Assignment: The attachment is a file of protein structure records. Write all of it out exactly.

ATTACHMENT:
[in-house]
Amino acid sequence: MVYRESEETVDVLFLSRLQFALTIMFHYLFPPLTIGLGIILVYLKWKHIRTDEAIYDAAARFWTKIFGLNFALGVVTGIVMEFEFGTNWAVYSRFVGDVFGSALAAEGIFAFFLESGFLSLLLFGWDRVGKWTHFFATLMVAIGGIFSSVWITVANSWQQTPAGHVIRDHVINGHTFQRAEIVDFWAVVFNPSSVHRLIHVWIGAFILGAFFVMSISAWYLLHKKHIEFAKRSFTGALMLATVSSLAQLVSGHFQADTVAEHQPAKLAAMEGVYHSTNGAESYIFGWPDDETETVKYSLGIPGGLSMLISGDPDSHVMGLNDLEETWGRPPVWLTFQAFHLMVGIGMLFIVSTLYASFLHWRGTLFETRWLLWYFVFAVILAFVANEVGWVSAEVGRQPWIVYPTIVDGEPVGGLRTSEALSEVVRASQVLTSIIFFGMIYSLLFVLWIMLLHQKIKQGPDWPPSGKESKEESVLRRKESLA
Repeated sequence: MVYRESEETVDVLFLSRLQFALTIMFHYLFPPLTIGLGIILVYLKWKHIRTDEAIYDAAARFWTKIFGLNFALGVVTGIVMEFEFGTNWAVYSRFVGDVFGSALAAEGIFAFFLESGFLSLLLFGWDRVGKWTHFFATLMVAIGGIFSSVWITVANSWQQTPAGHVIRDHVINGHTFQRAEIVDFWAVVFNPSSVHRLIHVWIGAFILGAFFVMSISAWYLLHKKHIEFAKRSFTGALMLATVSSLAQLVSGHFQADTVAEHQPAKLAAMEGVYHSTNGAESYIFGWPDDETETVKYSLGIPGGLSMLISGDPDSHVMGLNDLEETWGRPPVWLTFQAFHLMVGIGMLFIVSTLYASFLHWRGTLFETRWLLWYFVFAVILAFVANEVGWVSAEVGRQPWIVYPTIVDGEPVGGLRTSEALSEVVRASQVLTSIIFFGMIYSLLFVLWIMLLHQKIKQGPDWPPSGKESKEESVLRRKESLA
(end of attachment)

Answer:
[in-house]
Amino acid sequence: MVYRESEETVDVLFLSRLQFALTIMFHYLFPPLTIGLGIILVYLKWKHIRTDEAIYDAAARFWTKIFGLNFALGVVTGIVMEFEFGTNWAVYSRFVGDVFGSALAAEGIFAFFLESGFLSLLLFGWDRVGKWTHFFATLMVAIGGIFSSVWITVANSWQQTPAGHVIRDHVINGHTFQRAEIVDFWAVVFNPSSVHRLIHVWIGAFILGAFFVMSISAWYLLHKKHIEFAKRSFTGALMLATVSSLAQLVSGHFQADTVAEHQPAKLAAMEGVYHSTNGAESYIFGWPDDETETVKYSLGIPGGLSMLISGDPDSHVMGLNDLEETWGRPPVWLTFQAFHLMVGIGMLFIVSTLYASFLHWRGTLFETRWLLWYFVFAVILAFVANEVGWVSAEVGRQPWIVYPTIVDGEPVGGLRTSEALSEVVRASQVLTSIIFFGMIYSLLFVLWIMLLHQKIKQGPDWPPSGKESKEESVLRRKESLA
Repeated sequence: MVYRESEETVDVLFLSRLQFALTIMFHYLFPPLTIGLGIILVYLKWKHIRTDEAIYDAAARFWTKIFGLNFALGVVTGIVMEFEFGTNWAVYSRFVGDVFGSALAAEGIFAFFLESGFLSLLLFGWDRVGKWTHFFATLMVAIGGIFSSVWITVANSWQQTPAGHVIRDHVINGHTFQRAEIVDFWAVVFNPSSVHRLIHVWIGAFILGAFFVMSISAWYLLHKKHIEFAKRSFTGALMLATVSSLAQLVSGHFQADTVAEHQPAKLAAMEGVYHSTNGAESYIFGWPDDETETVKYSLGIPGGLSMLISGDPDSHVMGLNDLEETWGRPPVWLTFQAFHLMVGIGMLFIVSTLYASFLHWRGTLFETRWLLWYFVFAVILAFVANEVGWVSAEVGRQPWIVYPTIVDGEPVGGLRTSEALSEVVRASQVLTSIIFFGMIYSLLFVLWIMLLHQKIKQGPDWPPSGKESKEESVLRRKESLA